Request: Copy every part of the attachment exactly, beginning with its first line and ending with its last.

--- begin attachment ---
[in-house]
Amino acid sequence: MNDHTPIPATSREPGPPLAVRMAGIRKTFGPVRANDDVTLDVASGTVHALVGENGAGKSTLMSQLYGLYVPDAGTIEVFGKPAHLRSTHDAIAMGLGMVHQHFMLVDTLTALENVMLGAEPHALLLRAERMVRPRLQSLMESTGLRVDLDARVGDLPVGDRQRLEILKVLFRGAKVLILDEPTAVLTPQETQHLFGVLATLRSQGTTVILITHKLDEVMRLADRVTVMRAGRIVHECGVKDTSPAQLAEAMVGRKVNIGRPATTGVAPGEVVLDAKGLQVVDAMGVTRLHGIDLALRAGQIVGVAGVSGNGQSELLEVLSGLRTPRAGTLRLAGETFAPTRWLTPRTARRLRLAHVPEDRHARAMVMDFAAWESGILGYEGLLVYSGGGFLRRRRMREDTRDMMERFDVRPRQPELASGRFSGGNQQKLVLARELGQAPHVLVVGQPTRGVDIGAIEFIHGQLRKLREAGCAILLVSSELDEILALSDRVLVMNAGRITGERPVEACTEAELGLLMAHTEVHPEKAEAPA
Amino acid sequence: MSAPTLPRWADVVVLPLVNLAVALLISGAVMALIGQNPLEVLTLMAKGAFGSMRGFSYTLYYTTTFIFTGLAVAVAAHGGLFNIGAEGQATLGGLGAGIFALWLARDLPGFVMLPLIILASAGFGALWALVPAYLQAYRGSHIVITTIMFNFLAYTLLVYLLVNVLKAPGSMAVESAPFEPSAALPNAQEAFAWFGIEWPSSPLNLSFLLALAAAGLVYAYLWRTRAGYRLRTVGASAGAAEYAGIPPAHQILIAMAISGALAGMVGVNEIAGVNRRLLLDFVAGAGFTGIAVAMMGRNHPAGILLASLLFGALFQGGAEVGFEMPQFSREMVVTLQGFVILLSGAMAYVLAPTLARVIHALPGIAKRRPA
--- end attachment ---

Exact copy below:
[in-house]
Amino acid sequence: MNDHTPIPATSREPGPPLAVRMAGIRKTFGPVRANDDVTLDVASGTVHALVGENGAGKSTLMSQLYGLYVPDAGTIEVFGKPAHLRSTHDAIAMGLGMVHQHFMLVDTLTALENVMLGAEPHALLLRAERMVRPRLQSLMESTGLRVDLDARVGDLPVGDRQRLEILKVLFRGAKVLILDEPTAVLTPQETQHLFGVLATLRSQGTTVILITHKLDEVMRLADRVTVMRAGRIVHECGVKDTSPAQLAEAMVGRKVNIGRPATTGVAPGEVVLDAKGLQVVDAMGVTRLHGIDLALRAGQIVGVAGVSGNGQSELLEVLSGLRTPRAGTLRLAGETFAPTRWLTPRTARRLRLAHVPEDRHARAMVMDFAAWESGILGYEGLLVYSGGGFLRRRRMREDTRDMMERFDVRPRQPELASGRFSGGNQQKLVLARELGQAPHVLVVGQPTRGVDIGAIEFIHGQLRKLREAGCAILLVSSELDEILALSDRVLVMNAGRITGERPVEACTEAELGLLMAHTEVHPEKAEAPA
Amino acid sequence: MSAPTLPRWADVVVLPLVNLAVALLISGAVMALIGQNPLEVLTLMAKGAFGSMRGFSYTLYYTTTFIFTGLAVAVAAHGGLFNIGAEGQATLGGLGAGIFALWLARDLPGFVMLPLIILASAGFGALWALVPAYLQAYRGSHIVITTIMFNFLAYTLLVYLLVNVLKAPGSMAVESAPFEPSAALPNAQEAFAWFGIEWPSSPLNLSFLLALAAAGLVYAYLWRTRAGYRLRTVGASAGAAEYAGIPPAHQILIAMAISGALAGMVGVNEIAGVNRRLLLDFVAGAGFTGIAVAMMGRNHPAGILLASLLFGALFQGGAEVGFEMPQFSREMVVTLQGFVILLSGAMAYVLAPTLARVIHALPGIAKRRPA